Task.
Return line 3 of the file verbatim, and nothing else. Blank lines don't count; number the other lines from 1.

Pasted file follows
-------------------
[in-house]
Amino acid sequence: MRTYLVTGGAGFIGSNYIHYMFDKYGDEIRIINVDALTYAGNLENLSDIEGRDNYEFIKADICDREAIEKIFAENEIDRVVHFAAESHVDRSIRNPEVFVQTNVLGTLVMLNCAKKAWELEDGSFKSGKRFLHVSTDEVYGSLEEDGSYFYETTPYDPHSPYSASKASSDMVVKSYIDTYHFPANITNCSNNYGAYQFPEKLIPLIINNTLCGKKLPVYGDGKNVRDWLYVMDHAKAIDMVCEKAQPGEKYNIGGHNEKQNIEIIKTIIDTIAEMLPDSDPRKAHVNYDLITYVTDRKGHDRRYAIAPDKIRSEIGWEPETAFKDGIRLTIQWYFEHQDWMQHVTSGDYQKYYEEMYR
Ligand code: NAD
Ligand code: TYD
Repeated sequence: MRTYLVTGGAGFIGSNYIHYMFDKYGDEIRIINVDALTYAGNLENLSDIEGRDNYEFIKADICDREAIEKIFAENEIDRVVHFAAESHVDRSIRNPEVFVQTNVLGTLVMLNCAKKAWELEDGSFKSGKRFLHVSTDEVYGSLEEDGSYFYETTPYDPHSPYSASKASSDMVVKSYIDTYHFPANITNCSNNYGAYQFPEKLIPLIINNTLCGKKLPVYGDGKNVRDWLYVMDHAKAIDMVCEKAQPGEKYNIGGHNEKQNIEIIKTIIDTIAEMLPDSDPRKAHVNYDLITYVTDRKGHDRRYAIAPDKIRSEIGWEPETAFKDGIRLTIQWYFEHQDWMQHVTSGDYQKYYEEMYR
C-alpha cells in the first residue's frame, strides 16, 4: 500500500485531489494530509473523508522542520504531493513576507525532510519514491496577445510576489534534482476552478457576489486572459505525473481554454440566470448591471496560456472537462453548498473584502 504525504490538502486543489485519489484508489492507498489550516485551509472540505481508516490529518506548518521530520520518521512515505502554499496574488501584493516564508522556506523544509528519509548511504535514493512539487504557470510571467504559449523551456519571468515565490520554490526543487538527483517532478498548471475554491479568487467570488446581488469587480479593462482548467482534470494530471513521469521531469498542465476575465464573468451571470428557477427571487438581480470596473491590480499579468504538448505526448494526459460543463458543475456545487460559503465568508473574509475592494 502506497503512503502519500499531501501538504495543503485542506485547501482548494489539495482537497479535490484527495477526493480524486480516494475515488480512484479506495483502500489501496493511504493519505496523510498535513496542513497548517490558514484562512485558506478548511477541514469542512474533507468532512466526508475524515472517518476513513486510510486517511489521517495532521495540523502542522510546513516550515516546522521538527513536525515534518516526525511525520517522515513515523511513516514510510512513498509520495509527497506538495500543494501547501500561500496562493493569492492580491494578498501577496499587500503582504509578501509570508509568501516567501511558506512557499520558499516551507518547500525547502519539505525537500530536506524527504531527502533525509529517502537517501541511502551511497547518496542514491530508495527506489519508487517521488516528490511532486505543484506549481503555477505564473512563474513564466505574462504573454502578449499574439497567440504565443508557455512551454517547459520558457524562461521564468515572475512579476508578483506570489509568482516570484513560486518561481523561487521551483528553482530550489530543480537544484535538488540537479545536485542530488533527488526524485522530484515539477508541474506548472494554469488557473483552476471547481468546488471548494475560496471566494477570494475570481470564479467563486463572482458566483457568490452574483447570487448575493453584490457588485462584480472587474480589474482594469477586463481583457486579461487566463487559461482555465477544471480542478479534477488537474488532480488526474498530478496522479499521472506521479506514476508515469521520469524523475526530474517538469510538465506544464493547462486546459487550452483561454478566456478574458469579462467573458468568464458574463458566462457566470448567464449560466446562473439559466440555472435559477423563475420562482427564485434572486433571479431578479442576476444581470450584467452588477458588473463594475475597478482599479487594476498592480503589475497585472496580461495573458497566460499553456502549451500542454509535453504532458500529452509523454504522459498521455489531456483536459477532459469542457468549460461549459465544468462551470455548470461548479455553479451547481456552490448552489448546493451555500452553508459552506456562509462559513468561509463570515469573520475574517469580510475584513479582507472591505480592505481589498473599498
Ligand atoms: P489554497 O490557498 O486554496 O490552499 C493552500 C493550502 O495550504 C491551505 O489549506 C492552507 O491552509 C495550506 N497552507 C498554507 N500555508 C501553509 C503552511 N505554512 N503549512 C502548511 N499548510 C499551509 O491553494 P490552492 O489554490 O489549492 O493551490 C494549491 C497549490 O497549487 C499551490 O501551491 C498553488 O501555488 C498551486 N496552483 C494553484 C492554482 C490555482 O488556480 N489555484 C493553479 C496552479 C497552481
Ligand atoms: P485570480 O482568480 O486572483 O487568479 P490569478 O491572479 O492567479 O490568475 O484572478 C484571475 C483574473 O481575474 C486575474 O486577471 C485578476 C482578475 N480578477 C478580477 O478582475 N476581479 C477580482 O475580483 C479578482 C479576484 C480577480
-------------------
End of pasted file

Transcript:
Ligand code: NAD